As we get America back to work, you need resources to customize the right approach for your business to keep your team, customers, and third-party vendors safe. We’ve curated key information for you from government agencies, industry-specific resources, and others. This is not an exhaustive list, and we recommended you consult your human resources, financial, and legal counsel to ensure you are in compliance and properly implementing policies and procedures. We hope this is helpful for you as you reopen your business and keep everyone safe.
Return to Office/Work Guidance
In this editable guide, you’ll find curated information, strategies, and ideas on how to effectively make a safe return to work.
This document was prepared by Foley & Lardner and provides key employment law issues for starting back up or continuing operations. Reach out to its authors for clarification or to discuss any questions you may have.
- WEBINAR: Returning to Work Strategies
In this open table forum, guest speakers Dr. Meg Fisher, infectious disease specialist with RWJBarnabas Health, and Michelle Tatum, attorney with FordHarrison, present return-to-work strategies from the health and legal perspectives. This event was recorded on 05/07.
- PPE and Communications Tools for Opening Up
Our new work environments will require many things, including personal protective equipment (PPE), communication aids, and visual help such as masks, temperature guns, flyers, directional signage, floor decals, sanitizer, and more. Our partner Match-Up Promotions is at the ready with a full catalog of items specifically designed to help you keep everyone safe. Click here to view the catalog and contact Ellen.Burch@gomatchup.com to get started.
DEADLINE EXTENDED TO MAY 14: The Paycheck Protection Program has opened up again, and the SBA has issued important new guidance regarding certification. For public and private companies with substantial market value and access to capital, it is unlikely that they will be able to make the required good faith certification. Those companies that applied for a loan prior to this new guidance have until May 14 to pay back the loan in full if they feel they will not be able to certify under the stipulated conditions.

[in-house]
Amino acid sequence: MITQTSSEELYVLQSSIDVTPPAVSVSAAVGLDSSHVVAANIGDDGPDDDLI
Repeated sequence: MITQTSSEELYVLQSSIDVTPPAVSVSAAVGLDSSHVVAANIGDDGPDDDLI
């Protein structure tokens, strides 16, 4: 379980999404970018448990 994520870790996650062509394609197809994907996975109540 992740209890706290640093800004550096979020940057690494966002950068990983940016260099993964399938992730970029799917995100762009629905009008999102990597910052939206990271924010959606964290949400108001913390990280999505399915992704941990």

A lot of concern remains regarding who in fact is eligible for PPP loans. Some have thought about returning the money due to lack of clarity regarding eligibility. Regardless of the size of their PPP loan, we continue to recommend that clients document their circumstances and the impact of COVID-19 on their business and keep that documentation in their permanent record. Also, it is still encouraged that they review their eligibility with their legal counsel.
The good news in Q #46:
- PPP Loans less than $2 Million: A safe harbor is being instituted for all borrowers receiving less than $2 million. These companies “will be deemed to have made the required certification concerning the necessity of the loan request in good faith.”
- PPP Loans $2 Million or more: No safe harbor, but during the loan review process, if its determined that the borrower was not eligible, the SBA will seek repayment of the loan and not grant forgiveness. If the loan is repaid, then the SBA will not pursue administrative enforcement or referral to other government agencies.
- COVID-19: Main Street New Loan Facility
Note: Congress and the banks have yet to agree on terms—mainly the interest rate and minimum size of the loan so that it is accessible to more companies. No confirmed date yet, so this program is on hold.